Who Shot That: Ted Grambeau

The world’s most traveled surf photographer peels out his favorite photos.

If you've ever fallen into Ted Grambeau's orbit you would've experienced a kind and gentle man with a travel fever that still burns, even after 30 years on the road.

I've known Ted since I first swung into the surf mag game and it's rare to find Ted at the small Gold Coast apartment he calls home. From the early days in Indonesia to west Africa and Micronesia, Ted is a pioneer of the best sort. He never names. He never tramples the places he's come to shoot.

Ted is a photographer in the style of Cartier-Bresson, his favourite as it happens, whose life goal goes beyond money (he has none) but to create images that… speak.

"Photography is a way of sharing your experiences but through your own creative signature," he says. "And that's why I love Henri Cartier-Bresson and Sebastian Selgado. They capture real moments and they have their signatures all over it."

Pro tip: use your keyboard to jump between photos
Lone paddle surfer in 20-foot surf
Lone surfer paddles over giant wave in southern Australia

Lone paddle surfer in 20-foot surf

"This photo was taken after I chased one of the biggest low-pressure systems I've ever seen," says Grambeau. "This guy was paddle surfing alone, despite the 25-foot sets. Hard-core to the bone."

© Ted Grambeau
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Kelly Slater – Quiksilver Pro
Black and white portrait of Kelly Slater

Kelly Slater – Quiksilver Pro

Grambeau isn't one to punch out volumes of photos. For him it's a stolen moment here; a sharp observation there. "This is a super powerful moment," says Grambeau. "Kelly's staring off into the universe while the madness unfurls around him."

© Ted Grambeau
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Matahi Drollet – Teahupoo
Fourteen year old surfer gets barrelled at Teahupoo

Matahi Drollet – Teahupoo

"This is the biggest wave I've ever seen a 14-year-old catch," Grambeau says of Teahupoo local Manoa Drollet's little bro. "This kid is like the heir to the Teahupoo throne."

© Ted Grambeau
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Dane Reynolds – Cloudbreak
Dane Reynolds surfs Cloudbreak

Dane Reynolds – Cloudbreak

"This is almost perfect in its arrangement of light. The black storms and the almost fluorescence of the water," says Grambeau. "And Reynolds completes the photo with his deeply set backhand bottom turn."

© Ted Grambeau
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Mick Fanning with a gorilla in Rwanda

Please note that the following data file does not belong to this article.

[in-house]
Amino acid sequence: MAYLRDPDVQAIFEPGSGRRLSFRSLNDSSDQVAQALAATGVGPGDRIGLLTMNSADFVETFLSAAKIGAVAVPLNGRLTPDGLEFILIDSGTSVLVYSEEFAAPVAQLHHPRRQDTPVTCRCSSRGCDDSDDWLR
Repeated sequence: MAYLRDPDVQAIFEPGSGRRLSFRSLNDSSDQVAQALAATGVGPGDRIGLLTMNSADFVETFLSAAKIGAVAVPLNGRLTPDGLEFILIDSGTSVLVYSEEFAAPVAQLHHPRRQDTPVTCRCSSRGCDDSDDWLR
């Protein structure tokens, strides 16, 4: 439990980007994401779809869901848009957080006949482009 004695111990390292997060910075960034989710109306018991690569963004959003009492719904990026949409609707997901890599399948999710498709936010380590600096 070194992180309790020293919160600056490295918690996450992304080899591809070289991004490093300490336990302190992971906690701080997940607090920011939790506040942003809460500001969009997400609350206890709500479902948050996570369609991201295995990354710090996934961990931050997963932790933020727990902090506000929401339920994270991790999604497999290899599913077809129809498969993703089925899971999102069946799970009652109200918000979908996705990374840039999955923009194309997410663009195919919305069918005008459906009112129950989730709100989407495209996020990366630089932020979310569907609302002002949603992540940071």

Mick Fanning near a gorilla in Rwanda

Mick Fanning with a gorilla in Rwanda

"This is from a sequence in Mick's film, Missing," says Grambeau. "You're not supposed to touch or get in the way of the gorillas but this guy was barrelling toward us. We were on a hill and everyone started falling over trying to get out of the way. It's great to experience nature without fences."

© Ted Grambeau
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Peter Mel – Teahupoo
Peter Mel gets barrelled at Teahupoo

Peter Mel – Teahupoo

"This is from a big tow swell at Teahupoo," says Grambeau. "Two perfect waves came through. Mark Mathews got one, Peter Mel the other. These two beasts were just… glowing. They were electric. Mark got sucked into the vortex while Pete made his. Everything is just beautiful in this shot."

© Ted Grambeau
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Jeffreys Bay kaleidoscope
The view from a window at Jeffrey's Bay South Africa

Jeffreys Bay kaleidoscope

"This is from a series called Room with a View," says Grambeau. "It's from the house of Billabong founder Gordon Merchant and all the reflections create this multiplicity of reflections. Everywhere you look are perfect waves."

© Ted Grambeau
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Dean Morrison – Western Australia
Dean Morrison gets barrelled in Western Australia

Dean Morrison – Western Australia

"This is such a perfect wave. On this day there was Mark Mathews, Makua Rothman and Dean Morrison. These guys are so comfortable in Western Australia's ridiculously heavy slabs. And Dean's surfing is such a pleasure to the eye, such a clean assemblage of elements."

© Ted Grambeau
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Unidentified surfer at a southern ocean reef
A surfer rides a big wave in southern Australia

Unidentified surfer at a southern ocean reef

One of Grambeau's great inspirations are the surfers who hunt oversized waves for kicks. "I like this photo because it has a whole lot of elements, incredibly good big surf and a hard-core local, maybe he's a fisherman or an ab diver, who do it without any fanfare. They actually shun publicity."

© Ted Grambeau
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The best lefthand point in the world
Empty wave in Africa

The best lefthand point in the world

"This is one of the greatest wonders of the surfing world but it's a wave that's not a permanent fixture," says Grambeau. "And it's such a draining wave that people were getting swept two kilometres down the point without catching a wave."

© Ted Grambeau
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